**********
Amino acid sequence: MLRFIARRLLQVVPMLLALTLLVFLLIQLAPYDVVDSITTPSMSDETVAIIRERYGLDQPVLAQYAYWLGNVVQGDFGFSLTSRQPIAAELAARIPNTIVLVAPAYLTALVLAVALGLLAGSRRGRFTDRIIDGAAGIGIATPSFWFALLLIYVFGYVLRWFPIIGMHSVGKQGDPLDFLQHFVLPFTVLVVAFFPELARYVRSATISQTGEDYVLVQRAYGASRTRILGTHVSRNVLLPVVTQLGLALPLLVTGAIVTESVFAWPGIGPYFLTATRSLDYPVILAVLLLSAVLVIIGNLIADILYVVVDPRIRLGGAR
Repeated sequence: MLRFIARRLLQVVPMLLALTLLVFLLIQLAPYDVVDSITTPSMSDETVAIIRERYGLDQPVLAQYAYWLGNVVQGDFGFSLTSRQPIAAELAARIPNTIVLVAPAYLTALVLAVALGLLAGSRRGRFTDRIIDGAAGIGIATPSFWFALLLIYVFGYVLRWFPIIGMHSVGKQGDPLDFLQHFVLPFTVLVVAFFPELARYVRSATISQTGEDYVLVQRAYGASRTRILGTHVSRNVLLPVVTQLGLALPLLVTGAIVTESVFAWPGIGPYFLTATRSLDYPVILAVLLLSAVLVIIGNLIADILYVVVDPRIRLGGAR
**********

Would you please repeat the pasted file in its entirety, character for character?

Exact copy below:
Amino acid sequence: MLRFIARRLLQVVPMLLALTLLVFLLIQLAPYDVVDSITTPSMSDETVAIIRERYGLDQPVLAQYAYWLGNVVQGDFGFSLTSRQPIAAELAARIPNTIVLVAPAYLTALVLAVALGLLAGSRRGRFTDRIIDGAAGIGIATPSFWFALLLIYVFGYVLRWFPIIGMHSVGKQGDPLDFLQHFVLPFTVLVVAFFPELARYVRSATISQTGEDYVLVQRAYGASRTRILGTHVSRNVLLPVVTQLGLALPLLVTGAIVTESVFAWPGIGPYFLTATRSLDYPVILAVLLLSAVLVIIGNLIADILYVVVDPRIRLGGAR
Repeated sequence: MLRFIARRLLQVVPMLLALTLLVFLLIQLAPYDVVDSITTPSMSDETVAIIRERYGLDQPVLAQYAYWLGNVVQGDFGFSLTSRQPIAAELAARIPNTIVLVAPAYLTALVLAVALGLLAGSRRGRFTDRIIDGAAGIGIATPSFWFALLLIYVFGYVLRWFPIIGMHSVGKQGDPLDFLQHFVLPFTVLVVAFFPELARYVRSATISQTGEDYVLVQRAYGASRTRILGTHVSRNVLLPVVTQLGLALPLLVTGAIVTESVFAWPGIGPYFLTATRSLDYPVILAVLLLSAVLVIIGNLIADILYVVVDPRIRLGGAR